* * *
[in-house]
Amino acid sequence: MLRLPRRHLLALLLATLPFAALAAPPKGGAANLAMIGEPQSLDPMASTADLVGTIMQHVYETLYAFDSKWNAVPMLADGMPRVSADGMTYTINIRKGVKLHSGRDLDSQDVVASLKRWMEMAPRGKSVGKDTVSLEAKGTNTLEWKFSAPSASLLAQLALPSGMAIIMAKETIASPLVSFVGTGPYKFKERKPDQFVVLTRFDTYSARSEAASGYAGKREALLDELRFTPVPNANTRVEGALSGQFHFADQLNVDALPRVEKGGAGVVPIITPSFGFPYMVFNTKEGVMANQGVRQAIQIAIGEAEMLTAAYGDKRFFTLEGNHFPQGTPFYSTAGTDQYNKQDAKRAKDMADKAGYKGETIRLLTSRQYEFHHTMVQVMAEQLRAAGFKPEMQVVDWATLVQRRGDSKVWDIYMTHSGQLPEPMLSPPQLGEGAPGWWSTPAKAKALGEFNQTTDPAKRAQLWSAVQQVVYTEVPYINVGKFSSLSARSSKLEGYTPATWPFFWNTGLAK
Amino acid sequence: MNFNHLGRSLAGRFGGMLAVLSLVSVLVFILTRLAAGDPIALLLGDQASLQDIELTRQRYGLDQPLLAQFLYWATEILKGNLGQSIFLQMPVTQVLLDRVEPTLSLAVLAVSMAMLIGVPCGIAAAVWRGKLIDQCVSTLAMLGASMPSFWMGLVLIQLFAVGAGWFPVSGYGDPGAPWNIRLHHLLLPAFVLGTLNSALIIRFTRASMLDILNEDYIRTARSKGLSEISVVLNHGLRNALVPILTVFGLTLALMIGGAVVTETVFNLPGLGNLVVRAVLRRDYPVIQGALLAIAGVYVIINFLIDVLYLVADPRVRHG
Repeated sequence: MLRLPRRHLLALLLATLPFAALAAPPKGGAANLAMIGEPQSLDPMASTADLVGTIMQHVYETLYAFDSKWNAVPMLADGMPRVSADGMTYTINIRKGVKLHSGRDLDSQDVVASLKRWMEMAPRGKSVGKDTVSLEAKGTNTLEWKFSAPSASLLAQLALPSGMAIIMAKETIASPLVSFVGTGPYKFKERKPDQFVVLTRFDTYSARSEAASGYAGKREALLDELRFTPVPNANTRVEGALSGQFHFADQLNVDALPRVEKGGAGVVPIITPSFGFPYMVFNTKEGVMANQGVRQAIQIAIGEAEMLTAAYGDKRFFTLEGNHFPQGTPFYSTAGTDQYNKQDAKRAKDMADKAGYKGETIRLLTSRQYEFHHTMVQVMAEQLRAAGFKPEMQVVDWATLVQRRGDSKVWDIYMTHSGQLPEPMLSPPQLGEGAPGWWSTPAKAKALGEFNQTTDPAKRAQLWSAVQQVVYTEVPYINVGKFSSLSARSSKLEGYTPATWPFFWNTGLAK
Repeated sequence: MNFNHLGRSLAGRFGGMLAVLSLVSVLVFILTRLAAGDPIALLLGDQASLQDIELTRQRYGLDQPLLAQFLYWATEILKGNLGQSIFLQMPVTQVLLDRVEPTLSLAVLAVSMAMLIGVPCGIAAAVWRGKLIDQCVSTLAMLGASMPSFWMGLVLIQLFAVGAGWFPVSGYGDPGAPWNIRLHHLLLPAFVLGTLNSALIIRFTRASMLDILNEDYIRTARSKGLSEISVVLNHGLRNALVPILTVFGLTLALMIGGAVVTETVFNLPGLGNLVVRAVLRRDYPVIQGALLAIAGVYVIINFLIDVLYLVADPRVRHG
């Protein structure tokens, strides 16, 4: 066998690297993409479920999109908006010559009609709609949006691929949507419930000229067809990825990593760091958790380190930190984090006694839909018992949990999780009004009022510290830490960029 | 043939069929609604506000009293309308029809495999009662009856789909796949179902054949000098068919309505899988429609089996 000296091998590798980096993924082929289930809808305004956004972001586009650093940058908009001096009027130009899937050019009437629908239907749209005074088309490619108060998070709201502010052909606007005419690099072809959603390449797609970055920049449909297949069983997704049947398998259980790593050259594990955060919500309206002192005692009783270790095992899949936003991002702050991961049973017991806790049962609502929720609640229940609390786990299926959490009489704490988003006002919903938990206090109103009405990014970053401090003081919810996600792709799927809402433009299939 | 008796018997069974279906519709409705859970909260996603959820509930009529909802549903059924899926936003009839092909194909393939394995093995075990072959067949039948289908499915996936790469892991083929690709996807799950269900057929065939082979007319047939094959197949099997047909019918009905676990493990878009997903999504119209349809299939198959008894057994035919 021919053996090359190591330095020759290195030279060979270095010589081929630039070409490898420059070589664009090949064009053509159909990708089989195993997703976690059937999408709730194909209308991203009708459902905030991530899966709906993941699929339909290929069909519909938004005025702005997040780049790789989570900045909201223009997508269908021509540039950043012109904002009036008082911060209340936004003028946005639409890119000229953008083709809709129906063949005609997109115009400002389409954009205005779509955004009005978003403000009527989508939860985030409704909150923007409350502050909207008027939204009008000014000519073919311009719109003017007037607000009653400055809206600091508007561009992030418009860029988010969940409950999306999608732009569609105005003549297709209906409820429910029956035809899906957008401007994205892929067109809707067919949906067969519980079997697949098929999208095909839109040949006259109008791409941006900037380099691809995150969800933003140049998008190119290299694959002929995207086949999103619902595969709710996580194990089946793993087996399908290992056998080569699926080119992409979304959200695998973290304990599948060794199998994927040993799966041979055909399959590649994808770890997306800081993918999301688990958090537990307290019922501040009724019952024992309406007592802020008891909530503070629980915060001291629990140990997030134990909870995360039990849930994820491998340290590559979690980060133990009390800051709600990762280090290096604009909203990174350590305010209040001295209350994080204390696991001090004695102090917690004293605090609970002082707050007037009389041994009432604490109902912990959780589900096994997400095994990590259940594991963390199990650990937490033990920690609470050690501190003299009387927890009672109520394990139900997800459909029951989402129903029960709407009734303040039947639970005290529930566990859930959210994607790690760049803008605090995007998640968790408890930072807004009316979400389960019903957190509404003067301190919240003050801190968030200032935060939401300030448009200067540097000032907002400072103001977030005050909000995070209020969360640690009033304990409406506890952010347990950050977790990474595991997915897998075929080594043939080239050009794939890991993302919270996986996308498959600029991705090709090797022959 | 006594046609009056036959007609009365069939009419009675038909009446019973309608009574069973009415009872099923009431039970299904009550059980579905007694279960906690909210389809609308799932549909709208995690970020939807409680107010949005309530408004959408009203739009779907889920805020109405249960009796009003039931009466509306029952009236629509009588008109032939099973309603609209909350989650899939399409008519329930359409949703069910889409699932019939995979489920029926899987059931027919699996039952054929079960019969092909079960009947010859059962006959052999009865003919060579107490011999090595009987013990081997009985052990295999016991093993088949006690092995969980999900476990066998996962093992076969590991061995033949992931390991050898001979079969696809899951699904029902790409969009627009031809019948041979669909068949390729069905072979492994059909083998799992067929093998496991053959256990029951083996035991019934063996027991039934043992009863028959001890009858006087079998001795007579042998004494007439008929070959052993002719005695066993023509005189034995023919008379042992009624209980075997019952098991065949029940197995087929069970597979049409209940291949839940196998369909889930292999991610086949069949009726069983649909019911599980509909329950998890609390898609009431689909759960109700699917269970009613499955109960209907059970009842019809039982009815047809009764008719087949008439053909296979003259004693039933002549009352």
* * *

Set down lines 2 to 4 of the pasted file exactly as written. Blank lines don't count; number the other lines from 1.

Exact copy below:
Amino acid sequence: MLRLPRRHLLALLLATLPFAALAAPPKGGAANLAMIGEPQSLDPMASTADLVGTIMQHVYETLYAFDSKWNAVPMLADGMPRVSADGMTYTINIRKGVKLHSGRDLDSQDVVASLKRWMEMAPRGKSVGKDTVSLEAKGTNTLEWKFSAPSASLLAQLALPSGMAIIMAKETIASPLVSFVGTGPYKFKERKPDQFVVLTRFDTYSARSEAASGYAGKREALLDELRFTPVPNANTRVEGALSGQFHFADQLNVDALPRVEKGGAGVVPIITPSFGFPYMVFNTKEGVMANQGVRQAIQIAIGEAEMLTAAYGDKRFFTLEGNHFPQGTPFYSTAGTDQYNKQDAKRAKDMADKAGYKGETIRLLTSRQYEFHHTMVQVMAEQLRAAGFKPEMQVVDWATLVQRRGDSKVWDIYMTHSGQLPEPMLSPPQLGEGAPGWWSTPAKAKALGEFNQTTDPAKRAQLWSAVQQVVYTEVPYINVGKFSSLSARSSKLEGYTPATWPFFWNTGLAK
Amino acid sequence: MNFNHLGRSLAGRFGGMLAVLSLVSVLVFILTRLAAGDPIALLLGDQASLQDIELTRQRYGLDQPLLAQFLYWATEILKGNLGQSIFLQMPVTQVLLDRVEPTLSLAVLAVSMAMLIGVPCGIAAAVWRGKLIDQCVSTLAMLGASMPSFWMGLVLIQLFAVGAGWFPVSGYGDPGAPWNIRLHHLLLPAFVLGTLNSALIIRFTRASMLDILNEDYIRTARSKGLSEISVVLNHGLRNALVPILTVFGLTLALMIGGAVVTETVFNLPGLGNLVVRAVLRRDYPVIQGALLAIAGVYVIINFLIDVLYLVADPRVRHG
Repeated sequence: MLRLPRRHLLALLLATLPFAALAAPPKGGAANLAMIGEPQSLDPMASTADLVGTIMQHVYETLYAFDSKWNAVPMLADGMPRVSADGMTYTINIRKGVKLHSGRDLDSQDVVASLKRWMEMAPRGKSVGKDTVSLEAKGTNTLEWKFSAPSASLLAQLALPSGMAIIMAKETIASPLVSFVGTGPYKFKERKPDQFVVLTRFDTYSARSEAASGYAGKREALLDELRFTPVPNANTRVEGALSGQFHFADQLNVDALPRVEKGGAGVVPIITPSFGFPYMVFNTKEGVMANQGVRQAIQIAIGEAEMLTAAYGDKRFFTLEGNHFPQGTPFYSTAGTDQYNKQDAKRAKDMADKAGYKGETIRLLTSRQYEFHHTMVQVMAEQLRAAGFKPEMQVVDWATLVQRRGDSKVWDIYMTHSGQLPEPMLSPPQLGEGAPGWWSTPAKAKALGEFNQTTDPAKRAQLWSAVQQVVYTEVPYINVGKFSSLSARSSKLEGYTPATWPFFWNTGLAK